We can readily appreciate whether a tower of blocks will topple or a stack of dishes will collapse. How? Recent work suggests that such physical properties of scenes are extracted rapidly and efficiently as part of automatic visual processing (Firestone & Scholl, VSS2016, VSS2017). However, physical reasoning can also operate in ways that seemingly differ from visual processing. For example, subjects who are explicitly told that some blocks within a tower are heavier than others can rapidly update their judgments of that tower’s stability (Battaglia et al., 2013); by contrast, automatic visual processing is typically resistant to such explicit higher-level influence (Firestone & Scholl, 2016). Here, we resolve this apparent conflict by revealing how distinct flexible and inflexible processes support physical understanding. We showed subjects towers with differently-colored blocks, where one color indicated a 10x-increase in mass. Subjects successfully incorporated this information into their judgments of stability, accurately identifying which towers would stand or fall by moving their cursors to corresponding buttons. However, analyses of these cursor trajectories revealed that some towers were processed differently than others. Specifically, towers that were “stable” but that would have been unstable had the blocks been equally heavy (i.e. towers with unstable geometries) yielded meandering cursor trajectories that drifted toward the incorrect stability judgment (“fall”) before eventually arriving at the correct judgment (“stand”). By contrast, towers that were “stable” both in terms of their differentially heavy blocks and in terms of their superficial geometries produced considerably less drift. In other words, even when subjects accurately understood how a tower would behave given new information about mass, their behaviors revealed an influence of more basic visual (geometric) cues to stability. We suggest that physical understanding may not be a single process, but rather one involving separable stages: a fast, reflexive, “perceptual” stage, and a slower, flexible “cognitive” stage.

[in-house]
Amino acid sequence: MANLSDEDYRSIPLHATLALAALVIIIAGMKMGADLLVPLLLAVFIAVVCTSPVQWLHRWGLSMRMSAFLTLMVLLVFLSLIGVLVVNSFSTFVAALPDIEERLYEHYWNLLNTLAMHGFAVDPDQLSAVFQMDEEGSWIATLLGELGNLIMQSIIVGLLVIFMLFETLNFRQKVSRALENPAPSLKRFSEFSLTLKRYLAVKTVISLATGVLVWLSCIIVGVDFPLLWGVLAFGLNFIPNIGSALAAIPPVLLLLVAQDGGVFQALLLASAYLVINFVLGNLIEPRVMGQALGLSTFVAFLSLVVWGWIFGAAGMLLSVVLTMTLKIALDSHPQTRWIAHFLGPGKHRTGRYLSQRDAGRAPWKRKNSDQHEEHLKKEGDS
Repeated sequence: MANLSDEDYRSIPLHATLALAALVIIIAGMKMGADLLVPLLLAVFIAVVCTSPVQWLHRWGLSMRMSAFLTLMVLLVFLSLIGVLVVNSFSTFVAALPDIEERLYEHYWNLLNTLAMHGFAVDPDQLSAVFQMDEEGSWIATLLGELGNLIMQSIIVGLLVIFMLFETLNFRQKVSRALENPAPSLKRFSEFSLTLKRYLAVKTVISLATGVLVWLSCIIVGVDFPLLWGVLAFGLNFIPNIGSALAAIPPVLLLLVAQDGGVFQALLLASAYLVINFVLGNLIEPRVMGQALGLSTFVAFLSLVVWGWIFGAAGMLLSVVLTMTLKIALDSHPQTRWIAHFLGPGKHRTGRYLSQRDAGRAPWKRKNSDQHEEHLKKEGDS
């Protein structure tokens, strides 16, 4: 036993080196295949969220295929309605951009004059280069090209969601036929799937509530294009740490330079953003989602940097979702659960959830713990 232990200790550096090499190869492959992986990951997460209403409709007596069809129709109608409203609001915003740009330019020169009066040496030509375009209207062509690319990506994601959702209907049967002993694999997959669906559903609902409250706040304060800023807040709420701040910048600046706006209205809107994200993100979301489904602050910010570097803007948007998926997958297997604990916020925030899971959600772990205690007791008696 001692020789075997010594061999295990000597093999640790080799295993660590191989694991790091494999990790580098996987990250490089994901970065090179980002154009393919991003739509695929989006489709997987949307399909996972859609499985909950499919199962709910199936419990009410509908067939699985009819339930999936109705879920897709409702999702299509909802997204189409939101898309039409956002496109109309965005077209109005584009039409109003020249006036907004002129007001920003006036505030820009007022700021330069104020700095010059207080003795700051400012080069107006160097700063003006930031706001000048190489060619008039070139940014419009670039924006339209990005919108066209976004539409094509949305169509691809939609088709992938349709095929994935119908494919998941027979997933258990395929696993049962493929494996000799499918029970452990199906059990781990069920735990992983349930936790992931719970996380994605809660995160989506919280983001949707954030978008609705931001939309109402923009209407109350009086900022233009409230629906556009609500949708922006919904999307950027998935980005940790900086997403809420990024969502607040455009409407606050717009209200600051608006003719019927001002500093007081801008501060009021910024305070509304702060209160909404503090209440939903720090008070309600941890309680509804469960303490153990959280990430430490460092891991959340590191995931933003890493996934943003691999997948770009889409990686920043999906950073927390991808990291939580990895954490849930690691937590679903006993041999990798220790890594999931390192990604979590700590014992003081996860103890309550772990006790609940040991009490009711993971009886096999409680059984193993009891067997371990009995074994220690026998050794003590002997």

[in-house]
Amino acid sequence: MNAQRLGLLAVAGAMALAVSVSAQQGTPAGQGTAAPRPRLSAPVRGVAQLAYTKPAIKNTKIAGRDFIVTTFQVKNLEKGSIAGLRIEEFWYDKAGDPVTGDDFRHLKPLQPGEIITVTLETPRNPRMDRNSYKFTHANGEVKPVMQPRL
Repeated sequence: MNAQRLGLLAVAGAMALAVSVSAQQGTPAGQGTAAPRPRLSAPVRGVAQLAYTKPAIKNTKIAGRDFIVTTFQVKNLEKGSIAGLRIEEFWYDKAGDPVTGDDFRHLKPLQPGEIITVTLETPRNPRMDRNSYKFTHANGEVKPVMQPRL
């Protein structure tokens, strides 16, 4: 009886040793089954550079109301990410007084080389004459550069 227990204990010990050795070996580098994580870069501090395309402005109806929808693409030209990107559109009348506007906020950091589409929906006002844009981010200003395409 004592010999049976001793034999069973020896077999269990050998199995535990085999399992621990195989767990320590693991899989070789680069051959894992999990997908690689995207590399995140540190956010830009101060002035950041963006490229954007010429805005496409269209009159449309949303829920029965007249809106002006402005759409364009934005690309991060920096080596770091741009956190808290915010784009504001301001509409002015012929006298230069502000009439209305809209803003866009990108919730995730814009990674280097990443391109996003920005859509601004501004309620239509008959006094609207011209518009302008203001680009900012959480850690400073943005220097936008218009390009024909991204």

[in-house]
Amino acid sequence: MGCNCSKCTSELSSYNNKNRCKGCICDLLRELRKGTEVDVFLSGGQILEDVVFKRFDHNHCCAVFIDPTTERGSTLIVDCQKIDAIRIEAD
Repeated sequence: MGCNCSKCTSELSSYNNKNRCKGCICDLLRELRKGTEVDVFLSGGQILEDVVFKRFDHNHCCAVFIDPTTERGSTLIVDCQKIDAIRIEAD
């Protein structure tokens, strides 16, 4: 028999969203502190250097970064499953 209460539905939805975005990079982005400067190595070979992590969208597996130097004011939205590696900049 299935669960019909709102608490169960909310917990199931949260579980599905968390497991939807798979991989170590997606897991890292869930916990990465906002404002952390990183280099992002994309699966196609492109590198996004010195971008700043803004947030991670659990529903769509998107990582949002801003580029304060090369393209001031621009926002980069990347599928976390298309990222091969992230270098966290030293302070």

A notoriously tricky “bar bet” proceeds as follows: One patron wagers another that the distance around the rim of a standard pint glass is about twice the glass’s height. Surprisingly, this patron is usually correct, owing to a powerful (but, to our knowledge, unexplained) visual illusion wherein we severely underestimate the circumferences of circles. Here, we characterize this illusion and test an explanation of it: We suggest that the difficulty in properly estimating the perimeters of circles and other shapes stems in part from the visual system’s representation of such shapes as closed objects, rather than as open contours which might be easier to ‘mentally unravel’. Subjects who saw circles of various sizes and adjusted a line to match the circles’ circumferences greatly underestimated circumference — initially by a magnitude of over 35%. (Care was taken to exclude subjects who conflated circumference with diameter.) Estimates for these closed circles were then compared to estimates of the perimeter of a circle that was missing a continuous 18-degree segment of arc. We predicted that removing a portion of the circle’s perimeter would, paradoxically, cause the circle’s perimeter to appear longer, since this violation of closure would bias the visual system to process the stimulus as an open contour. Results revealed that, indeed, this manipulation very reliably reduced the magnitude of this “pint glass illusion” by as much as 30%, such that a circle missing a portion of its circumference was judged to have a greater perimeter than a complete, closed circle of the same diameter. We suggest that the property of closure not only influences whether a stimulus is processed as an object, but also constrains how easily such a stimulus can be manipulated in the mind.